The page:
As all employers should be aware by now, the UK is has become smoke free in almost all enclosed or substantially enclosed public places and workplaces. This ban on smoking in such places took effect from July 2007 in England, April 2007 in Wales, March 2007 in Scotland and April 2007 in Ireland.
As an employer, how does this affect me?
This ban has an impact on all employers throughout the UK. Appropriate no smoking signage must be displayed in all smoke free workplaces and vehicles and more importantly managers of such workplaces will have legal responsibilities to prevent people from smoking.
What are the consequences of breaking the smoke free law?
Failure to comply with the smoke free law is deemed a criminal offence and can carry a fixed penalty notice and/or fine. Failure to display no smoking signs carries a fixed penalty notice of £200 or maximum fine of £1,000 if prosecuted and convicted by court. Failure to prevent smoking in a smoke free workplace carries a maximum fine of £2,500. Both of these penalties are directed at whoever manages or controls the smoke free workplace.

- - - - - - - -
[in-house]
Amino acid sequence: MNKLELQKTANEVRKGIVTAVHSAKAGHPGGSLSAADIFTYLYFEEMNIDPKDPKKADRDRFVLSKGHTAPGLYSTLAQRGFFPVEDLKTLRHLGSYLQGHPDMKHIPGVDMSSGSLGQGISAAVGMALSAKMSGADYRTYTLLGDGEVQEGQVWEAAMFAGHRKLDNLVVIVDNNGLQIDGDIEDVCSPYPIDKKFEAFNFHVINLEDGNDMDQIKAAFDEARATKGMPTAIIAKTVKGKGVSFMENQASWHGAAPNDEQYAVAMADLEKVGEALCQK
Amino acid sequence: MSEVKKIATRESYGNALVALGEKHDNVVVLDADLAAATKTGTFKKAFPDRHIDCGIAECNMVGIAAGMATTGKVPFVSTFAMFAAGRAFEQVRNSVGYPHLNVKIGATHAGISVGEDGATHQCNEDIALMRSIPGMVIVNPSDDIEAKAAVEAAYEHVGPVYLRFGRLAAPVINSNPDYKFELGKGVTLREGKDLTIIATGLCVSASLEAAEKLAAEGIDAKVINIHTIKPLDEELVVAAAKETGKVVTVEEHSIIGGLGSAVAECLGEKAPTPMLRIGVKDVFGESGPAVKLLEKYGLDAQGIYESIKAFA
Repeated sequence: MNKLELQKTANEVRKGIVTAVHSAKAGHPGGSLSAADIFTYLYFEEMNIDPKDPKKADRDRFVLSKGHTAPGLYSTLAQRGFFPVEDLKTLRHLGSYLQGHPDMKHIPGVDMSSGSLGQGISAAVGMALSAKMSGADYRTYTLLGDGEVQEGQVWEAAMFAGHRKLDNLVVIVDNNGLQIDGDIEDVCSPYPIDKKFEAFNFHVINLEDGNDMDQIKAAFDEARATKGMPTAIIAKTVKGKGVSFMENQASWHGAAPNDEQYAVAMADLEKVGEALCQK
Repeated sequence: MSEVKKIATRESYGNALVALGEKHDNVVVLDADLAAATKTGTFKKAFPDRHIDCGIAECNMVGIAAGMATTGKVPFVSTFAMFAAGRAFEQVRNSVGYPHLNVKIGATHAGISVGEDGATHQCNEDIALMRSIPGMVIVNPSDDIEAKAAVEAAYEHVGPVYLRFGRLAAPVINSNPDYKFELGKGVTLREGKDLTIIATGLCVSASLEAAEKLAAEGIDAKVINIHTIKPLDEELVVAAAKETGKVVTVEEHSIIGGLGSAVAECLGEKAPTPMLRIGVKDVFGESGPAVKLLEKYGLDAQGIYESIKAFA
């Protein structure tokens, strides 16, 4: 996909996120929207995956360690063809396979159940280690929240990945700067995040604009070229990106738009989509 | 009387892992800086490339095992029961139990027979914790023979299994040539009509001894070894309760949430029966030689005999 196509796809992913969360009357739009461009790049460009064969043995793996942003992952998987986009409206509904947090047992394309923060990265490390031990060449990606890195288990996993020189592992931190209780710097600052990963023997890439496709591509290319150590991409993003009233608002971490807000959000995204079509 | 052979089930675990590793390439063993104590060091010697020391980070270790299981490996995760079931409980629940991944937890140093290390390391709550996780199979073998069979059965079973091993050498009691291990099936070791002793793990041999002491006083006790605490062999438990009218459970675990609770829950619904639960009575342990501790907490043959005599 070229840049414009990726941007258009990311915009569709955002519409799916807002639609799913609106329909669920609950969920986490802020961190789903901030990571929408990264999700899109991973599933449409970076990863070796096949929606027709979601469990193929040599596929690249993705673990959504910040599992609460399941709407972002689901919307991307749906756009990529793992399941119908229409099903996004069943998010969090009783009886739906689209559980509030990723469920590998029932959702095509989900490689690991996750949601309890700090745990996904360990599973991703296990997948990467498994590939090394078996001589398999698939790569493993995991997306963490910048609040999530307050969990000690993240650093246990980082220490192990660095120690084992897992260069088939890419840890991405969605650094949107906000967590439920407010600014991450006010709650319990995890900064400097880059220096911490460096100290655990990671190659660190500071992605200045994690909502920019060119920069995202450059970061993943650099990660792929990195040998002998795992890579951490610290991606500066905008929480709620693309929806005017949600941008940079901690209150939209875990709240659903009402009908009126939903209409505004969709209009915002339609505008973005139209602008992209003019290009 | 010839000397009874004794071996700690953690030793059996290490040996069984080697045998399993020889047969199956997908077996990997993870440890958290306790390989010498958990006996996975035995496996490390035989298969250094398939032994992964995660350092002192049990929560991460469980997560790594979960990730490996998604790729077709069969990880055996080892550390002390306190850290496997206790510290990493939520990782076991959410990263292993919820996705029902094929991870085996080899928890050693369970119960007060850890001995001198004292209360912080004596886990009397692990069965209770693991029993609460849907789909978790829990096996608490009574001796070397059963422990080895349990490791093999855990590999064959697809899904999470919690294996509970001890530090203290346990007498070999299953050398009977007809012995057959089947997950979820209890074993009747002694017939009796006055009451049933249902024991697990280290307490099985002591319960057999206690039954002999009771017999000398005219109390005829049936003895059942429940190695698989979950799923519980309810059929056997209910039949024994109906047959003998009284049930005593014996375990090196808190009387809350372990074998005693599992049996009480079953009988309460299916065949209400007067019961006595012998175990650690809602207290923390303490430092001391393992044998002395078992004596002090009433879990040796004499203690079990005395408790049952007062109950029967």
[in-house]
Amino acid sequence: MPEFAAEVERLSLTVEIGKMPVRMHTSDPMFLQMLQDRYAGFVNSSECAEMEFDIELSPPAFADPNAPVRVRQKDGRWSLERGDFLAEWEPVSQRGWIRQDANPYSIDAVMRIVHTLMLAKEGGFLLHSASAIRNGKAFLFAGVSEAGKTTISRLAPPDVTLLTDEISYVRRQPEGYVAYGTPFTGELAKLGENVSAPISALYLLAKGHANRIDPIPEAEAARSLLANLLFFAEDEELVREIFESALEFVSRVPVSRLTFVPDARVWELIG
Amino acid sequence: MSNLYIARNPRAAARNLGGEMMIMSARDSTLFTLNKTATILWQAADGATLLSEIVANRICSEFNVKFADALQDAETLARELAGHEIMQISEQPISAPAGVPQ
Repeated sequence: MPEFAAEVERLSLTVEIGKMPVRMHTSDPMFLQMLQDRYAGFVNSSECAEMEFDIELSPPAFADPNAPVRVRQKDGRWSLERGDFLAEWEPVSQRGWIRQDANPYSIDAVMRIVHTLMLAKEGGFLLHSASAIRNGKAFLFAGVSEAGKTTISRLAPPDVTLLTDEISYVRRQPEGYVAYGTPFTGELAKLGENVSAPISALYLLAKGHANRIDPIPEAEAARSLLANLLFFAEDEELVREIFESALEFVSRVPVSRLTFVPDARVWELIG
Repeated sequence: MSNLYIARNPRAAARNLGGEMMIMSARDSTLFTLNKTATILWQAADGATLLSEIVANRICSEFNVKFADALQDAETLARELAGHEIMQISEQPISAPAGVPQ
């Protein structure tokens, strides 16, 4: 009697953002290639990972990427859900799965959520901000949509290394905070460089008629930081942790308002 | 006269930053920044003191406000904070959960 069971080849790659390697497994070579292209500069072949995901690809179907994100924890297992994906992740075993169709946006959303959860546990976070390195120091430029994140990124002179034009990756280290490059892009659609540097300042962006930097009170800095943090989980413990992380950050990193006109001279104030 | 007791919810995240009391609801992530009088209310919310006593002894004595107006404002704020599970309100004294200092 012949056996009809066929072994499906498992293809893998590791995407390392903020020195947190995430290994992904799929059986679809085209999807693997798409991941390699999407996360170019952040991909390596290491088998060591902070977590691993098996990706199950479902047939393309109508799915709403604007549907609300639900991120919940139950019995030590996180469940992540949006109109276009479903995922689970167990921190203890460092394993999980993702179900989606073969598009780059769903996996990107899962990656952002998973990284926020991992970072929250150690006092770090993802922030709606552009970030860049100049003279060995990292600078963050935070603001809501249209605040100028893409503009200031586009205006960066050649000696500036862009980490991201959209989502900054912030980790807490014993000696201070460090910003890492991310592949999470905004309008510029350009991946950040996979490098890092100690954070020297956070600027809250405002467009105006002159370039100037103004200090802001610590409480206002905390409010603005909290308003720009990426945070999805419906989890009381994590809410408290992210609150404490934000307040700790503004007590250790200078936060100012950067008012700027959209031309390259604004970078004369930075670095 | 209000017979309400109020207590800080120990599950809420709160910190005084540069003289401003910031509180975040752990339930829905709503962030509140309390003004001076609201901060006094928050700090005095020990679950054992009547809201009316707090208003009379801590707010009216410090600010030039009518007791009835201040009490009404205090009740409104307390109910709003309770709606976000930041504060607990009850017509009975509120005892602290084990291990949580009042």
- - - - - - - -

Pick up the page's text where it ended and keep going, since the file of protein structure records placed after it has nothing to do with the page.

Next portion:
What can an employer do to help prevent such consequences?
One extremely affective deterrent and form of active prevention is the installation of the cigarette smoke detectors. There are two versions available one of which includes a remote indicator. The detector can be installed in offices, walkways and toilets and its design incorporates a no smoking sign. Used in conjunction with the remote indicator, visual signal that cigarette smoke has been detected can be shown in another room.
As an employer, or person in control of premises, what will I have to do to comply with the law?
Employers, managers and those in control of no-smoking premises will need to display no-smoking notices and to take reasonable steps to ensure that staff, customers, members and visitors are aware of the new law and that they do not smoke in their premises. We recommend the following minimum action:
display no-smoking notices and signage so that they are clearly visible to all employees customers and visitors while they are in the premises;
developing and implementing a smoke-free policy;
removing all ashtrays from premises;
informing anyone smoking that, he/she is committing an offence;
requesting that they extinguish their smoking material immediately or leave;
and refusing a service if a customer or member continues to smoke.